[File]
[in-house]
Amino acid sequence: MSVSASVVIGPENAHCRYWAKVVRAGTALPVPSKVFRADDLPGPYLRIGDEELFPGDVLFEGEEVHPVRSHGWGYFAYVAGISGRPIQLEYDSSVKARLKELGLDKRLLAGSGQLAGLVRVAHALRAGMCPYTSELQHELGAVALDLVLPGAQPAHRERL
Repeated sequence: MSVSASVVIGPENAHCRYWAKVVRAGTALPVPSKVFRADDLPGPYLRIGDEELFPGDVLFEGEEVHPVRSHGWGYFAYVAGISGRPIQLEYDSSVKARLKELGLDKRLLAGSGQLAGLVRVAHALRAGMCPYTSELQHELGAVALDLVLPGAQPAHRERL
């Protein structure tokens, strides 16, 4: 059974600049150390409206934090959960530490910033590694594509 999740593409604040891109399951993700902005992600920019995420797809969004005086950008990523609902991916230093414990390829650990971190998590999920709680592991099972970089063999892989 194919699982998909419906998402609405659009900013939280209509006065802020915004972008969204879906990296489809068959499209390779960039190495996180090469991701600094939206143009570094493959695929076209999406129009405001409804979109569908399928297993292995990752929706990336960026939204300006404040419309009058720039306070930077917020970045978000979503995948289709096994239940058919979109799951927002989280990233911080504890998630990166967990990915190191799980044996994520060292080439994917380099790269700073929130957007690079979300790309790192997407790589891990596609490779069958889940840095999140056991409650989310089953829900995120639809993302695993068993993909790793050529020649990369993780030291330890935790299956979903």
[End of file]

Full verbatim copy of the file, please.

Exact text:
[in-house]
Amino acid sequence: MSVSASVVIGPENAHCRYWAKVVRAGTALPVPSKVFRADDLPGPYLRIGDEELFPGDVLFEGEEVHPVRSHGWGYFAYVAGISGRPIQLEYDSSVKARLKELGLDKRLLAGSGQLAGLVRVAHALRAGMCPYTSELQHELGAVALDLVLPGAQPAHRERL
Repeated sequence: MSVSASVVIGPENAHCRYWAKVVRAGTALPVPSKVFRADDLPGPYLRIGDEELFPGDVLFEGEEVHPVRSHGWGYFAYVAGISGRPIQLEYDSSVKARLKELGLDKRLLAGSGQLAGLVRVAHALRAGMCPYTSELQHELGAVALDLVLPGAQPAHRERL
């Protein structure tokens, strides 16, 4: 059974600049150390409206934090959960530490910033590694594509 999740593409604040891109399951993700902005992600920019995420797809969004005086950008990523609902991916230093414990390829650990971190998590999920709680592991099972970089063999892989 194919699982998909419906998402609405659009900013939280209509006065802020915004972008969204879906990296489809068959499209390779960039190495996180090469991701600094939206143009570094493959695929076209999406129009405001409804979109569908399928297993292995990752929706990336960026939204300006404040419309009058720039306070930077917020970045978000979503995948289709096994239940058919979109799951927002989280990233911080504890998630990166967990990915190191799980044996994520060292080439994917380099790269700073929130957007690079979300790309790192997407790589891990596609490779069958889940840095999140056991409650989310089953829900995120639809993302695993068993993909790793050529020649990369993780030291330890935790299956979903």